I found that it fits pretty well - this idea of an overarching theme is something that I’d been playing with for the past few halves. A mission and core values would provide a longer term framework for direction, while my halfly goaling would provide one for the shorter term. At the same time, I found that a single mission didn’t seem to encompass the entirety or nuance of what I was trying to accomplish.
So I created a series of interlocking mission statements for the different aspects of my life:
These are all works in progress, but I’ve already seen benefits in having these mission statements written down. My hope is that these will help direct my efforts in the long term, providing a north star of sorts by which to navigate the future.
I’d planned to go on a lot of adventures this year. COVID changed that. But I still got around and have hope that these plans will return in the not-so-distant future.
I just hit my 1 year ‘Faceversary’ (what we call anniversaries at Facebook). This year has gone by so fast. I know I say that every year, but this one seems acutely so.
some cool projects I worked on:
If I had to pull out one thing that I learned at work this year, I think it’s that software is inherently a human problem, not a technological one. What I mean by this is that, in my experience, the human factor is always the problem, the solution, and the bottleneck. We’re the ones with the problems to be solved, we’re the ones who end up creating the solution, and at some point we’re the bottleneck in that process.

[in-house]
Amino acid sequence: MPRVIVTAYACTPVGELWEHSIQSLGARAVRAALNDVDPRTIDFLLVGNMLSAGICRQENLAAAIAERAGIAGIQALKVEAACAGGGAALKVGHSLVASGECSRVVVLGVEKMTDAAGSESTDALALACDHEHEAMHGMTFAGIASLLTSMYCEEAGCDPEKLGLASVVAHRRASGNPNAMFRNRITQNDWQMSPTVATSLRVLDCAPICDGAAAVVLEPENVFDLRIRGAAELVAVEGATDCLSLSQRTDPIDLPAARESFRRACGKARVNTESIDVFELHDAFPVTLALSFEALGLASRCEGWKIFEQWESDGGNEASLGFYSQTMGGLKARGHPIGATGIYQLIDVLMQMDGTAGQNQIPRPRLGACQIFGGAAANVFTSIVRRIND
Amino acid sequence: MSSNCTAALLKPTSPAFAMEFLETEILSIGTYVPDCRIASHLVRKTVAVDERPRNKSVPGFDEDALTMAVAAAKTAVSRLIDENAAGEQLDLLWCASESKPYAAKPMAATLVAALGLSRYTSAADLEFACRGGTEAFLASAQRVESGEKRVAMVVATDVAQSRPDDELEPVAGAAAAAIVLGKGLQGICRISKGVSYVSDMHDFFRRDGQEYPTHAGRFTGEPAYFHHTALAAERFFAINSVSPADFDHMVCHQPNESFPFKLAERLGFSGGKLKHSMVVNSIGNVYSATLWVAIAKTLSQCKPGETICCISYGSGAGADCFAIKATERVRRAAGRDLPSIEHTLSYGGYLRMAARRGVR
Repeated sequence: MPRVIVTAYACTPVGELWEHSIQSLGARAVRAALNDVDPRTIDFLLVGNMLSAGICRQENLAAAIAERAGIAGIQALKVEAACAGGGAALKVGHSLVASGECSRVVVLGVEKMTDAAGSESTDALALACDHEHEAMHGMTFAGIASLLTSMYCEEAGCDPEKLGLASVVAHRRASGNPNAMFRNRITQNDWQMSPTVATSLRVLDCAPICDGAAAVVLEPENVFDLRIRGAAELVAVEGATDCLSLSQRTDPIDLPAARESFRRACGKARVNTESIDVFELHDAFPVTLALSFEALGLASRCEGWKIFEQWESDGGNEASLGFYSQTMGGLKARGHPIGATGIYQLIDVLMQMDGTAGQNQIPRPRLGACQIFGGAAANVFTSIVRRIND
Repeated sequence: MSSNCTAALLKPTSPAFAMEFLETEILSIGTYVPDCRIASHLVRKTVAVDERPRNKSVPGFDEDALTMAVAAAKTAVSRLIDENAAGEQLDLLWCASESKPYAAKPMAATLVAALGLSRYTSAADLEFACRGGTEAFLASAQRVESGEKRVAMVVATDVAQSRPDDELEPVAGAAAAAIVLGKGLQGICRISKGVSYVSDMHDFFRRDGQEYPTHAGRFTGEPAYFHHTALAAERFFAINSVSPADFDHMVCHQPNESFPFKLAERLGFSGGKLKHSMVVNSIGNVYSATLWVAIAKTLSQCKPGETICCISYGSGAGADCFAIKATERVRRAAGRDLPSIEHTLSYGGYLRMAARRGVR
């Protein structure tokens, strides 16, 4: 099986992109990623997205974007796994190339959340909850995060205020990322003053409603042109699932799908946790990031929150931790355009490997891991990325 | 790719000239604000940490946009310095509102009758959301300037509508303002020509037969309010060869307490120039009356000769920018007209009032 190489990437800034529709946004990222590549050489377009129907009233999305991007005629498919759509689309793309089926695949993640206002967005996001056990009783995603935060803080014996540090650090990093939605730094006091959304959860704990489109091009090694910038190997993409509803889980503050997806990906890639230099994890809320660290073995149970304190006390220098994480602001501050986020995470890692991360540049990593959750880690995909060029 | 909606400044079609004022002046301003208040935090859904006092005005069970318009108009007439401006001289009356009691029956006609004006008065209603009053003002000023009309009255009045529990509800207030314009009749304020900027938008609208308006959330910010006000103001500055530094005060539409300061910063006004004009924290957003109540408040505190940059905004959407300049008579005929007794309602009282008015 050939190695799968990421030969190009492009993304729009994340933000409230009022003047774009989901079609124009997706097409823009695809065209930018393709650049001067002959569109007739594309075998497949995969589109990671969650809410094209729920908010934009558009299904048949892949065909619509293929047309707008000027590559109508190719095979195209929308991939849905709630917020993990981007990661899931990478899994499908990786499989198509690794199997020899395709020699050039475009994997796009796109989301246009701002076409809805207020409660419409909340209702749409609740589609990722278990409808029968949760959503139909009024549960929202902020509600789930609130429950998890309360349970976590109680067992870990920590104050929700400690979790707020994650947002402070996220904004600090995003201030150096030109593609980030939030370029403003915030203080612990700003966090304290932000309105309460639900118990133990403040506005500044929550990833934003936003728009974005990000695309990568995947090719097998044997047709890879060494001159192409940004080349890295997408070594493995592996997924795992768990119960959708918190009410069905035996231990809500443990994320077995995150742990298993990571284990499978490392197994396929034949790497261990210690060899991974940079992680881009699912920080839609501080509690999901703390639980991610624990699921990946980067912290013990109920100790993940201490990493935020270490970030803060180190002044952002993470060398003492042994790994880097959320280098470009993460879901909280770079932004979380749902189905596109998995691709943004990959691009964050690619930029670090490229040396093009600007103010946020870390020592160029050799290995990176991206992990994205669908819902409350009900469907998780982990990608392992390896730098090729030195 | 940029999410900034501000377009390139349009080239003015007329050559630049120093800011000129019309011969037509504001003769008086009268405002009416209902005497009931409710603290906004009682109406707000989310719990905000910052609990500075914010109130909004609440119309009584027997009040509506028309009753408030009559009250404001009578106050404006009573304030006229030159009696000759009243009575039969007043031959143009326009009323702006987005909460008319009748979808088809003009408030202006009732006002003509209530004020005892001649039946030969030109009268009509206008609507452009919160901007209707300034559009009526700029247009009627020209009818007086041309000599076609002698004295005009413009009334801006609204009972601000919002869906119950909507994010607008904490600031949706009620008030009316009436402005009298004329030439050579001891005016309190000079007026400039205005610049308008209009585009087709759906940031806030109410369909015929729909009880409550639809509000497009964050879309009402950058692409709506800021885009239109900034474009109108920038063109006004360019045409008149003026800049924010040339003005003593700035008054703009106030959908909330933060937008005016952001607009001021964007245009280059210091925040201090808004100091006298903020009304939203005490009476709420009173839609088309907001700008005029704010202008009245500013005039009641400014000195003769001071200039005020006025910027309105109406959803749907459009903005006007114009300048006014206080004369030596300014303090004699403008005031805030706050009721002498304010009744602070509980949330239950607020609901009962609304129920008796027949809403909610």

It’s this piece of information that has really made me feel like a better engineer than I ever have before. It’s also this piece of information that has made me realize just how much farther I have to go to become the engineer I want to be.
I’ve been revising how I goal, organize, and execute on projects to explore this space and learn how to do better with the human component. Some ways I’m doing this include taking more time to figure out what’s important, strict prioritization, maintaining a single source of truth for each project and workstream, and making better time / effort estimates as well as sticking to the deadlines I set myself.
There’s a lot of work left to do, but one of my primary drives for working at a company is to challenge myself to be a better engineer and creator, to hone my skills for bringing ideas into being. So far, Instagram has been a great place to challenge myself to be better and work on cool projects along the way so I’m excited to continue my journey into my second year at IG.
My 2020 H2 Goals
This half has been a big, neon reminder that life is a journey. How we reach our destination is just as important as actually reaching it. As such, it doesn’t seem fitting to end my reflection here. This isn’t an end, just a rest stop with a nice view of where I came from.